Politics: Small-world Phenomena and the Dean Campaign II. The difficulty in building a political network like Dean is that it is extremely difficult to manufacture small-world dynamics. The weak links derived from weblogs and other forms of social technology are made via intentional actions by the network's participants. They can't be forced or planned. They also are unlikely to form without help. These intentional cross connections serve to radically reduce the average connection length of the network (the distance between any two nodes on the network). Hence the perception that the community is a small world, even if it is composed of hundreds of thousands of participants. Operationally, short connection lengths translate into a community that acts with a speed and decisiveness not seen in authoritarian or random networks.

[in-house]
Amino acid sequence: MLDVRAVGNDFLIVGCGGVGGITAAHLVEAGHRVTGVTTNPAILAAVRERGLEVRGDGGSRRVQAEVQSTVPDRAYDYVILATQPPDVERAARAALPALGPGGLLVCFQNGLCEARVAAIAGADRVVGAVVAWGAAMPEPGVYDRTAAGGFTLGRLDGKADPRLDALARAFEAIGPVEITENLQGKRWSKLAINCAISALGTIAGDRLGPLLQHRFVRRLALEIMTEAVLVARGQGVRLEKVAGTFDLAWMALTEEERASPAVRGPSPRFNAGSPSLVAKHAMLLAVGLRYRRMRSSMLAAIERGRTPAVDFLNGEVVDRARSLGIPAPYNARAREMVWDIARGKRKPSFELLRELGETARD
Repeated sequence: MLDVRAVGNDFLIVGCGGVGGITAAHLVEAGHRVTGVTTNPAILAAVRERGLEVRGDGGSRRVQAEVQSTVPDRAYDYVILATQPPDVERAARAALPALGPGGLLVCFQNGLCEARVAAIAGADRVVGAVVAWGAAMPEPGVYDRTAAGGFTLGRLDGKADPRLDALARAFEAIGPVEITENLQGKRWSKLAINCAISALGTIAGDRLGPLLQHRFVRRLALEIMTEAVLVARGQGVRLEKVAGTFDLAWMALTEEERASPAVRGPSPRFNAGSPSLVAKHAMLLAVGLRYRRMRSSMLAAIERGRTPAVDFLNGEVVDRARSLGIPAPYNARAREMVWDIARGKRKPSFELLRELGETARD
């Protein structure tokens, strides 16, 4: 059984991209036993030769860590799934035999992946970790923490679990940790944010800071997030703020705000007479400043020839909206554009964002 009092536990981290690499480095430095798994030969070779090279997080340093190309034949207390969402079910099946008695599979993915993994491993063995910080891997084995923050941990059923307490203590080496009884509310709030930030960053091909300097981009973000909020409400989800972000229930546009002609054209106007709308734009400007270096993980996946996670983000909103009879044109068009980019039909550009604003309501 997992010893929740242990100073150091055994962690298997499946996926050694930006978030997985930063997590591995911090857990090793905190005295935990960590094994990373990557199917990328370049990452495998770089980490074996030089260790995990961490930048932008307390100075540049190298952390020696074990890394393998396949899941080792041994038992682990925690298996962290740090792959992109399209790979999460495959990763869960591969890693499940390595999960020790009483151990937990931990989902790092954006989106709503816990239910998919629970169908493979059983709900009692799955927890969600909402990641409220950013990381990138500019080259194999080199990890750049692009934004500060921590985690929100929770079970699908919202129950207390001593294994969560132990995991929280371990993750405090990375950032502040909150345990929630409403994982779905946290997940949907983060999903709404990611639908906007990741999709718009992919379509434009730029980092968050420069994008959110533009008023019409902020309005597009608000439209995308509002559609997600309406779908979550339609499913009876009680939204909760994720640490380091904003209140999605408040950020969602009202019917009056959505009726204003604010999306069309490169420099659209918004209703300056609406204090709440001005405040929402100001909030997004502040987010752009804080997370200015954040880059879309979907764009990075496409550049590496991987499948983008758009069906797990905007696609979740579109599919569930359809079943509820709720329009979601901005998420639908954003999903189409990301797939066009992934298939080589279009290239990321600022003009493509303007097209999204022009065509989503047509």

The knee-jerk reaction among political managers looking at the Dean network would be to set up a candidate weblog, set up some meetup.org gatherings, and build some software. However, that is far from what is needed to set the process that would lead to small-world phenomena in motion. [John Robb's Weblog]